EdChoice Polling Sheds Light on Rising Absenteeism  

Even though most people are adjusting to life post-pandemic, one group hasn’t entirely recovered: students.

Many K–12 students are still staying home at alarming levels, and EdChoice polling sheds light on which students are missing the most school and why. According to a recent op-ed authored by EdChoice Research Associate Colyn Ritter, the percentage by which students have been absent is at an all-time high.

Historically, students from low-income families or those with learning disabilities were more likely to be absent. But today, absenteeism has become common among the previous minority as well as the LGBTQ community.

“When surveyed in August, an alarming 19% of teens self-reported missing more than 15 whole days of school,” Ritter explains in the op-ed, published in news outlets nationwide. “But, among Black teens, as well as those from the LGBTQ community, 25% reported missing more than 15 whole days of school in the past school year”.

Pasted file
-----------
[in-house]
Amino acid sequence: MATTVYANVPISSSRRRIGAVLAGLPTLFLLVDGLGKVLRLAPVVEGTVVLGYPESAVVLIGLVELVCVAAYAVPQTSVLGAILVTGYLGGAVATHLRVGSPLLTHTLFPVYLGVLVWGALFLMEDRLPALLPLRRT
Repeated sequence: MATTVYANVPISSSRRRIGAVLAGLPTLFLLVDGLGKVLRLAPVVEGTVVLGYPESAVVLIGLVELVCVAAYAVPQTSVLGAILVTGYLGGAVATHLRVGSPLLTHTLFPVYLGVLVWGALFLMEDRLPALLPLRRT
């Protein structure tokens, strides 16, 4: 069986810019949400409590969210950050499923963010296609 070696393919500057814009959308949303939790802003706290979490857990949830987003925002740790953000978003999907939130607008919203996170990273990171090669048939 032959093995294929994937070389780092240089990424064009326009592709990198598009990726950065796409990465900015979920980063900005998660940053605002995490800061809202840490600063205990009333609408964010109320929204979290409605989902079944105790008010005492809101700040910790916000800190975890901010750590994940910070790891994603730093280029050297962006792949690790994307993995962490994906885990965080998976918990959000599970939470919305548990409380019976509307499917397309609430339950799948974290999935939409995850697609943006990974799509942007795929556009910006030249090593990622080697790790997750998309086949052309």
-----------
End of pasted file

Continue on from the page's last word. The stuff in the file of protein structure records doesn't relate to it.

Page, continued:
According to EdChoice’s biannual survey of teens, mental health issues have prompted many students to skip school. More specifically, anxiety was stated as one of the top reasons for these absences.

“According to a recent student survey from the EdWeek Research Center, 16% of students who were absent for at least one day in the past year (for reasons other than physical illness) said they didn’t attend because of anxiety,” Ritter says in the piece.

The findings show that more than half of students do not feel supported by their school when it comes to mental health.

Ritter emphasizes the need for more studies and research analysis on which groups are repeatedly absent and stresses the importance of understanding chronic absenteeism to solve it long term.

“There is no world where the proper academic recovery can begin without a serious understanding of, and proactive approach to curbing, chronic absenteeism”.

To read the full op-ed, click here.